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His eye is on the sparrow, the eagle, and me

Mary Jo Thorsheim

Again this year, literally millions of people have watched the development of an eagle family by following a web camera from Decorah Iowa’s Raptor Resource Project and the Decorah Fish Hatchery. A pair of eagle parents has carefully nurtured three eaglets in their well-built, huge nest.
The hand of God can be seen in the divine plan for these birds. Step-by-step, the story unfolds as it does every year. And, every year there is a Season of the Eagle® that delights and educates people all over the world. Those with a religious faith can readily see the image of God in the development of this family and its offspring.
From the superbly-engineered nest built of sticks and branches to the gentle care provided by enormous birds who are often thought to look fierce and aggressive, an amazing picture is created. The mother and father eagle share duties of sitting on eggs, feeding, and instructing the hatchlings until they become juveniles, and have learned to hunt and fish for themselves.
Months of “eaglet-raising” continue in the face of weather extremes and natural threats such as owls and raccoons. The tall cottonwood nest-tree can sway precariously in strong wind, rain, or snow; sleet can pelt the nest and its occupants; a strong Iowa sun can consume the shade. The parents steadily cope with such changes and seem to anticipate the needs of the eaglets with vision and planning.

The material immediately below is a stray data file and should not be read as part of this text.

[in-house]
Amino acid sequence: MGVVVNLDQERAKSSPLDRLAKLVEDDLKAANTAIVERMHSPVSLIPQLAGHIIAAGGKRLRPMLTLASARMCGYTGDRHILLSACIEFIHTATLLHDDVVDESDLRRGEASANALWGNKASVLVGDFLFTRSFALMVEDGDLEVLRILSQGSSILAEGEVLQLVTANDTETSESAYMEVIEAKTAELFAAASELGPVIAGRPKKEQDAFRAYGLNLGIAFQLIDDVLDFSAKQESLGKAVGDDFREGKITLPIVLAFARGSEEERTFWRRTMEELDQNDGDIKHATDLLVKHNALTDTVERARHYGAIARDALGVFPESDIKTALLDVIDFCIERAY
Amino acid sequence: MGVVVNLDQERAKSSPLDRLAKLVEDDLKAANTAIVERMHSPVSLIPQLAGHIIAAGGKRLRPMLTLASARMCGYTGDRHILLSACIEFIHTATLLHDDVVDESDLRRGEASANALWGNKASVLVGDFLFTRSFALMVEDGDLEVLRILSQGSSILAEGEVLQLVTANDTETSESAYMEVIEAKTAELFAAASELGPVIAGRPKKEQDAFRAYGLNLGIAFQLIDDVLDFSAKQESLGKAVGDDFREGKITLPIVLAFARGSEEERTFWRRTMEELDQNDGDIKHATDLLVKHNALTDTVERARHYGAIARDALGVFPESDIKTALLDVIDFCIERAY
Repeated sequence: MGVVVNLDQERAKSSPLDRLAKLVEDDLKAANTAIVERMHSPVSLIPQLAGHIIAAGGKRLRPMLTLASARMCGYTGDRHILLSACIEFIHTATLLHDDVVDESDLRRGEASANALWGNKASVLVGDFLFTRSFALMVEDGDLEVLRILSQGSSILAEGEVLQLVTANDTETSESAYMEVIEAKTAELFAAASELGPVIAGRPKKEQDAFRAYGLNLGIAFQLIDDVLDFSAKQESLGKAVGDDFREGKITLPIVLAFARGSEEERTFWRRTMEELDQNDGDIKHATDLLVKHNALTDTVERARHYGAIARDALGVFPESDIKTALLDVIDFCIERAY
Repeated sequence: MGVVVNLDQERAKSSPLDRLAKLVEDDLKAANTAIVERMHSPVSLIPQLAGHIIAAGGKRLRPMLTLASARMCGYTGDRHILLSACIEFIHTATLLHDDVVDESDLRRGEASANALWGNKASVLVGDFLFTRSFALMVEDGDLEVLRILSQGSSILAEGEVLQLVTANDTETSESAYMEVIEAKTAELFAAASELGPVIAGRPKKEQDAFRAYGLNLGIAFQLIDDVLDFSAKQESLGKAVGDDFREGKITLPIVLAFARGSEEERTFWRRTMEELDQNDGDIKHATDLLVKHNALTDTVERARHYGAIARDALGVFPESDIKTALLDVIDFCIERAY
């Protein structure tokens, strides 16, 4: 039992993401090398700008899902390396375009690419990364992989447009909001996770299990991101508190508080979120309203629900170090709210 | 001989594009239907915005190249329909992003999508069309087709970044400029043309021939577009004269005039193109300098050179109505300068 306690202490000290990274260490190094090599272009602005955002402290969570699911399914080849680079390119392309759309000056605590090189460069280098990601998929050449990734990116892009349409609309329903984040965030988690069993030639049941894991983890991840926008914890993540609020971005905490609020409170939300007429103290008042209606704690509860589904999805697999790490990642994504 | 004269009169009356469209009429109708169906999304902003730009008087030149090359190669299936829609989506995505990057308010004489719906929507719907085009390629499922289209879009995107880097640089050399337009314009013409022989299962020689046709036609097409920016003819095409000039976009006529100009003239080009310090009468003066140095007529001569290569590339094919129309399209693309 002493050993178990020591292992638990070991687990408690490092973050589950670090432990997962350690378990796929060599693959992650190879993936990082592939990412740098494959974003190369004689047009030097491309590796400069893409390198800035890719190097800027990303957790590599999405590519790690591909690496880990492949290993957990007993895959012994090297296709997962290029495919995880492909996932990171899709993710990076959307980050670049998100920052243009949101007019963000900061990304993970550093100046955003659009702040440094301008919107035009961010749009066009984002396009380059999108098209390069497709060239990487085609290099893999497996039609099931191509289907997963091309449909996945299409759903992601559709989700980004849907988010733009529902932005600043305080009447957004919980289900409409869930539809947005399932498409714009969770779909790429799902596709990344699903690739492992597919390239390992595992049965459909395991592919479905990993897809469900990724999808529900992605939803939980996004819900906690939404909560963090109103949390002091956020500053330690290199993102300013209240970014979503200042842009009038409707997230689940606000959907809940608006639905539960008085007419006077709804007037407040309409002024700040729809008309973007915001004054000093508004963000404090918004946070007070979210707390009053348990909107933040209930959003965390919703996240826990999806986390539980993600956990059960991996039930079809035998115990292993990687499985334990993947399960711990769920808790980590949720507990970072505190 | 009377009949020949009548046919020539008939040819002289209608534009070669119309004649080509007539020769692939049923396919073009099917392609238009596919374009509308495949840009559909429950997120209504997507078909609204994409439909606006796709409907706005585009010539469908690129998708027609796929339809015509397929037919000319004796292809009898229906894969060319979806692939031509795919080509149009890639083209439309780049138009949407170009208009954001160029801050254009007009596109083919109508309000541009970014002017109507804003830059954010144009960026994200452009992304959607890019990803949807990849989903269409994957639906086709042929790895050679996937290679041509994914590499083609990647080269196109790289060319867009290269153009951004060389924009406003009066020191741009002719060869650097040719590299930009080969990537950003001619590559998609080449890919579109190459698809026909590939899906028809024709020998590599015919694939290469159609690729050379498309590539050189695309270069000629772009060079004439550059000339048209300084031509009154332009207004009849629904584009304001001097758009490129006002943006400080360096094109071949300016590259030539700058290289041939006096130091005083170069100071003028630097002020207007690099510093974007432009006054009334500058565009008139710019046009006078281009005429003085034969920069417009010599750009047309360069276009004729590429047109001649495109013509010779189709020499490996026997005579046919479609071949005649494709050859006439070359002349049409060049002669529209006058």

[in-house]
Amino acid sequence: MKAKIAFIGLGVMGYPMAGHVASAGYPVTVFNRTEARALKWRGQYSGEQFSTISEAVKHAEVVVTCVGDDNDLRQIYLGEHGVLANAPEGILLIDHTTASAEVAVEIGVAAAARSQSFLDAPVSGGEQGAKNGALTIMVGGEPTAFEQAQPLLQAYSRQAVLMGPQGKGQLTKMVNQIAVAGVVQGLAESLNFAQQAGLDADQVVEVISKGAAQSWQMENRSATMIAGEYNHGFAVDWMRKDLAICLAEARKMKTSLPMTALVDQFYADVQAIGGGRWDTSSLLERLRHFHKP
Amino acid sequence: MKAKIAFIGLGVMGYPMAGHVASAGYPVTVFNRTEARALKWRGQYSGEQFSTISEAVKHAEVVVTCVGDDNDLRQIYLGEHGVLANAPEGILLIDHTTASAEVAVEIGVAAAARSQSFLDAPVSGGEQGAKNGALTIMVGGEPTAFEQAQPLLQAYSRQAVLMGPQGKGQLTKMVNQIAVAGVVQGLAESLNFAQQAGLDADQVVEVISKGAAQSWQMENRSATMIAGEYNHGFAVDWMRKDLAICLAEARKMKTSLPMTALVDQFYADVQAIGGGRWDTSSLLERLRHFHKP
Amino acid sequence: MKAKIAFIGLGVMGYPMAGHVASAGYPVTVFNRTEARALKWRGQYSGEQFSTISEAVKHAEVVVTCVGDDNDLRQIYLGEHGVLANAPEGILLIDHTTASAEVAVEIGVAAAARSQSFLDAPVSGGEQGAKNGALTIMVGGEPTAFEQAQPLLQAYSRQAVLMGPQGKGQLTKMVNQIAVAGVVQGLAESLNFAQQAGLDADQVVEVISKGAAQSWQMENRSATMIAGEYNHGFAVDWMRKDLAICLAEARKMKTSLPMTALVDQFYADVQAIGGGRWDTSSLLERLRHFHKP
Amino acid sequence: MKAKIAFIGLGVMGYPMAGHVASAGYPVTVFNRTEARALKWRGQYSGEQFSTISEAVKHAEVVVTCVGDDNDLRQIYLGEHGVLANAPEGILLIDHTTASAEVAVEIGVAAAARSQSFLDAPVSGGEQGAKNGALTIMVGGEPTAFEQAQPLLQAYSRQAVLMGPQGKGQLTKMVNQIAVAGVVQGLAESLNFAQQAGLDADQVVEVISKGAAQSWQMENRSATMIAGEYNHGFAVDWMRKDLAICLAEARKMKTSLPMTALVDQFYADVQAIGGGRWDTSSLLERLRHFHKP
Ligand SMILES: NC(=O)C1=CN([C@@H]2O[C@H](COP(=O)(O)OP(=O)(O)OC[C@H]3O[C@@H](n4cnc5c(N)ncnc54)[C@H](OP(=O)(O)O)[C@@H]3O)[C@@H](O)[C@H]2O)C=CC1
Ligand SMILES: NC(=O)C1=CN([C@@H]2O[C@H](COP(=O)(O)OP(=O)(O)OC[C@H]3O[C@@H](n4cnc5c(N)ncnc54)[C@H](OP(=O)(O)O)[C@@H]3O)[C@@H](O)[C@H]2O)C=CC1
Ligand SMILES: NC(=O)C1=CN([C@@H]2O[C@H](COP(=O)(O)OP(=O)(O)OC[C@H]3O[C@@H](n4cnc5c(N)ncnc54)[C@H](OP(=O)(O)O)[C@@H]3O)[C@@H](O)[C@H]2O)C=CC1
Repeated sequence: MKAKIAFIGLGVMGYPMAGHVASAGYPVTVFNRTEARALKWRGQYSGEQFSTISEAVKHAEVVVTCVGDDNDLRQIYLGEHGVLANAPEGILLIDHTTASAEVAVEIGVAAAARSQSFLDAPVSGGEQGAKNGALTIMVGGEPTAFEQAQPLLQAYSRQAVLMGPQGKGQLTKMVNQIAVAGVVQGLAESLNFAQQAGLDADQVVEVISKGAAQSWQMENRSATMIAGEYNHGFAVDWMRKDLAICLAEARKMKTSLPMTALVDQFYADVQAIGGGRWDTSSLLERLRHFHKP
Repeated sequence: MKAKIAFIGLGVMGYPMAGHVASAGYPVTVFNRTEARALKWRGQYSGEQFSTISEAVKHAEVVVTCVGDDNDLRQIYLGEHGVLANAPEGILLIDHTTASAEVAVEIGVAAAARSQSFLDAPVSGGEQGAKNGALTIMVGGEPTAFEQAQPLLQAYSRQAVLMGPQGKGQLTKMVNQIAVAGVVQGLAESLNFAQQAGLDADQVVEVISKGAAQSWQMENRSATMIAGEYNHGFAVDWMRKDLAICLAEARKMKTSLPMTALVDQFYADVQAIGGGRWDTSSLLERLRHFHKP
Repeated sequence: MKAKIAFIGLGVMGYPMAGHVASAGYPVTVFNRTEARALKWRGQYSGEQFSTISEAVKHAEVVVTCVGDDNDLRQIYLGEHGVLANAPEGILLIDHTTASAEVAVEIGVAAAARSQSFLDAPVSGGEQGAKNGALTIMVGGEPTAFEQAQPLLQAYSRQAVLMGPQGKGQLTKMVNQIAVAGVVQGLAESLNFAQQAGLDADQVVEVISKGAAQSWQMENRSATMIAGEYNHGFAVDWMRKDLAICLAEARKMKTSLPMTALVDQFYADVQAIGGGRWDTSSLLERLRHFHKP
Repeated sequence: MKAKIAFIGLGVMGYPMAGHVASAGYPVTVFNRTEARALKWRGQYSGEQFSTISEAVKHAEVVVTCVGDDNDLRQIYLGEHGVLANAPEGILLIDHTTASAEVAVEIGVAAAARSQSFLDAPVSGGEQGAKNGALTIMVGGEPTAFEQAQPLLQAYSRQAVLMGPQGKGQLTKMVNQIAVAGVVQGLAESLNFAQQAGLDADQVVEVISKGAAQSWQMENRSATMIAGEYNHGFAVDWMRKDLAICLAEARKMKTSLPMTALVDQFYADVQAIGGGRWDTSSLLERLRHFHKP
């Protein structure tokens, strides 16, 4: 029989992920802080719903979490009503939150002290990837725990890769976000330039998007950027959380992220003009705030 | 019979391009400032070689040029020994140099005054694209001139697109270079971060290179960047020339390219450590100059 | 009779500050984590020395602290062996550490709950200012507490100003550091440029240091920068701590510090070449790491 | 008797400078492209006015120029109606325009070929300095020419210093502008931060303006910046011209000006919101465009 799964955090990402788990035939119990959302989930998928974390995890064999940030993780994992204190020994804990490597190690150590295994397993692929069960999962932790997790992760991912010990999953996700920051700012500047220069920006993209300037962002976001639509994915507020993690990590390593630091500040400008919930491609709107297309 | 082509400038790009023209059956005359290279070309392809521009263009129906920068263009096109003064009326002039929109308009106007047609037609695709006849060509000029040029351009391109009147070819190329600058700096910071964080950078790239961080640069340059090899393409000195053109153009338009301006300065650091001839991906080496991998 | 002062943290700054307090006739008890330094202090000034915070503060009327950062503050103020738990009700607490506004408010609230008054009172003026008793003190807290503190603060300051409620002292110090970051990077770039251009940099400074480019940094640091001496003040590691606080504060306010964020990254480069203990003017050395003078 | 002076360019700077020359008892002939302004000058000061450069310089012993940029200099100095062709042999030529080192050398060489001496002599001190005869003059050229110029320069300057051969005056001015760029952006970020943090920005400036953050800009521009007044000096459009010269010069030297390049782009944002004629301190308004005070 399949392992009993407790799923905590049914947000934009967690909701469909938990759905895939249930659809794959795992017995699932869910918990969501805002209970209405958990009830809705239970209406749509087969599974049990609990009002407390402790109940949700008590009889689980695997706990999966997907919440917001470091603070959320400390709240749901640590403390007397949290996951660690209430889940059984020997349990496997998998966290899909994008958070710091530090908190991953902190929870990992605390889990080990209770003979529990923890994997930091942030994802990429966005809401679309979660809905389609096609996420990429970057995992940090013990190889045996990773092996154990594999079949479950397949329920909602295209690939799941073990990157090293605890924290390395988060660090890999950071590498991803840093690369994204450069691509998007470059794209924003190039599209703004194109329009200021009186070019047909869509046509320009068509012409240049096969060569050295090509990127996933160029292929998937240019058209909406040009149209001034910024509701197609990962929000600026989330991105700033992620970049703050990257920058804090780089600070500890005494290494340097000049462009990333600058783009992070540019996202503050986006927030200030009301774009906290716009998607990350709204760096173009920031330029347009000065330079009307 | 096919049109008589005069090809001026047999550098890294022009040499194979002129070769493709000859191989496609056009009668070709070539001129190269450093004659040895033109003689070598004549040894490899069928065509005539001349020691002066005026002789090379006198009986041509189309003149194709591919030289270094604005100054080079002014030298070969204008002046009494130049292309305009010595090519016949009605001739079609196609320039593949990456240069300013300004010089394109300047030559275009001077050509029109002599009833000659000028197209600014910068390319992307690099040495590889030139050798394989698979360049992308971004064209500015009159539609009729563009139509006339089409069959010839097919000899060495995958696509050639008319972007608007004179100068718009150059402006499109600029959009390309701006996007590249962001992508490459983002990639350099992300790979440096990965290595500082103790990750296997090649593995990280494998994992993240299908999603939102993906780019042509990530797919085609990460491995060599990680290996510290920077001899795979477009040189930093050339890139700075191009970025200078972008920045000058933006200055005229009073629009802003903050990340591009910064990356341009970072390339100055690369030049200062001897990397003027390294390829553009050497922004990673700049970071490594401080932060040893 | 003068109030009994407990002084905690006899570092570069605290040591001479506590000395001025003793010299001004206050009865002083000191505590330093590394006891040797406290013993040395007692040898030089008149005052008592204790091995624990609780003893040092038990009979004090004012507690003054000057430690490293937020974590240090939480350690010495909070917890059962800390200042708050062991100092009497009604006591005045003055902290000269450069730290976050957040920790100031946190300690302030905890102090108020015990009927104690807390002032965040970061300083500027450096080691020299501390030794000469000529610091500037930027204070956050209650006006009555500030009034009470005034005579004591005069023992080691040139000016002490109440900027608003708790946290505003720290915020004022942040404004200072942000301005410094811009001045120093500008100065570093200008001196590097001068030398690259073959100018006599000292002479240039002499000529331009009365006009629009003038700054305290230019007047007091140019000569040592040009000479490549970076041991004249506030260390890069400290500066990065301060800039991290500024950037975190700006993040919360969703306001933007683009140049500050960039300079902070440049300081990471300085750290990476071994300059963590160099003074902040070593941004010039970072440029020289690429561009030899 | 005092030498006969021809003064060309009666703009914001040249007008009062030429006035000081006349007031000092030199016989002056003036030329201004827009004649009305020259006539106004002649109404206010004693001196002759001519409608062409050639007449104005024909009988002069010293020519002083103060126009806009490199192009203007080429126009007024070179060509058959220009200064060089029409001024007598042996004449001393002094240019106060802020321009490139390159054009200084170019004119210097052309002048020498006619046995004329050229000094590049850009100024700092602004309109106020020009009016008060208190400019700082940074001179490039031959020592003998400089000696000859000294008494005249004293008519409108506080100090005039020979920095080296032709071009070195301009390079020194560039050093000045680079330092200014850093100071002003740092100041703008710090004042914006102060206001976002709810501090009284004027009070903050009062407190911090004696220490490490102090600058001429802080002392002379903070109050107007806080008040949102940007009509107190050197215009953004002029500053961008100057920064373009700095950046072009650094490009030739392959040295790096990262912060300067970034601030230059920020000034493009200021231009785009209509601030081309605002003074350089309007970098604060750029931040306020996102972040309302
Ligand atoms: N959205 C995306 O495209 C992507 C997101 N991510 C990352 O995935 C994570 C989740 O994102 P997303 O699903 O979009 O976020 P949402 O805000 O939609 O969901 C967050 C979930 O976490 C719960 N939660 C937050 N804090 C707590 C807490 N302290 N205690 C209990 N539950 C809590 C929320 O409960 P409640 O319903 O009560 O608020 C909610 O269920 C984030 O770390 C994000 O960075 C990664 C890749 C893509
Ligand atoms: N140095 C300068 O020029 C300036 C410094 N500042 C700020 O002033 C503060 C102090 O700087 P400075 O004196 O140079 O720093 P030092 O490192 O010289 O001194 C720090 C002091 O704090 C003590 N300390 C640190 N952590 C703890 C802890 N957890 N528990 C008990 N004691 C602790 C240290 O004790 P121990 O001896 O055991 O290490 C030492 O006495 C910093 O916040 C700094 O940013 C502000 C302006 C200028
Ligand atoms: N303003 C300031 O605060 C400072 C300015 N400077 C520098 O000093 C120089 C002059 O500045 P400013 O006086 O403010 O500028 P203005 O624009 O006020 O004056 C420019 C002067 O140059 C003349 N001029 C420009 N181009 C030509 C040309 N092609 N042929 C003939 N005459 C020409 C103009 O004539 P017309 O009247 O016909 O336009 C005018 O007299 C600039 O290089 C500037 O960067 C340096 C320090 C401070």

His “eye” is on the “eagle,” a remarkable bird with its own tremendous eyesight: “Eagle-eyed” is a phrase that almost everyone has heard.

What does this mean?

Not only the eagle is watched over by God. Tiny sparrows that have the courage to build their own nests in the base of the eagle’s 6’ x 6’ x 5’ nest even approach the surface of the eagle nest to forage for food at times. They fearlessly sit on the rim of the nest and flit up and down to their lower duplex as if they have no fear of the eagle-neighbors above. If the eagles or eaglets notice them at all, they disinterestedly watch. There is no indication that the sparrows could be a meal for them though they would be only one beak-bite. (The eagles’ main diet of fish is plentiful in the nearby fish hatchery and Decorah’s numerous streams.)
Lessons to be learned from watching the activities of the “Decorah eagles” can be applied to challenges we face. Even when our basic needs are met, sudden challenges of health issues, relationships, financial security, etc., can arise and change a beautiful day into a fearsome one. An MRI may be needed and the outcome is unsure; a routine biopsy results in a call-back for further study; a family member or close friend suddenly perishes; jobs are lost that seemed secure.
In such times of stress, it may help to recall the life of the eagle. Even with its physical strength, it may encounter natural or environmental threats that render it fragile and vulnerable. Yet, the eagle carries on, and seeing this can give us courage in difficult circumstances.
Mary Jo Thorsheim is author of the book Three Little Eagles and How They Grew. She lives in Minneapolis.

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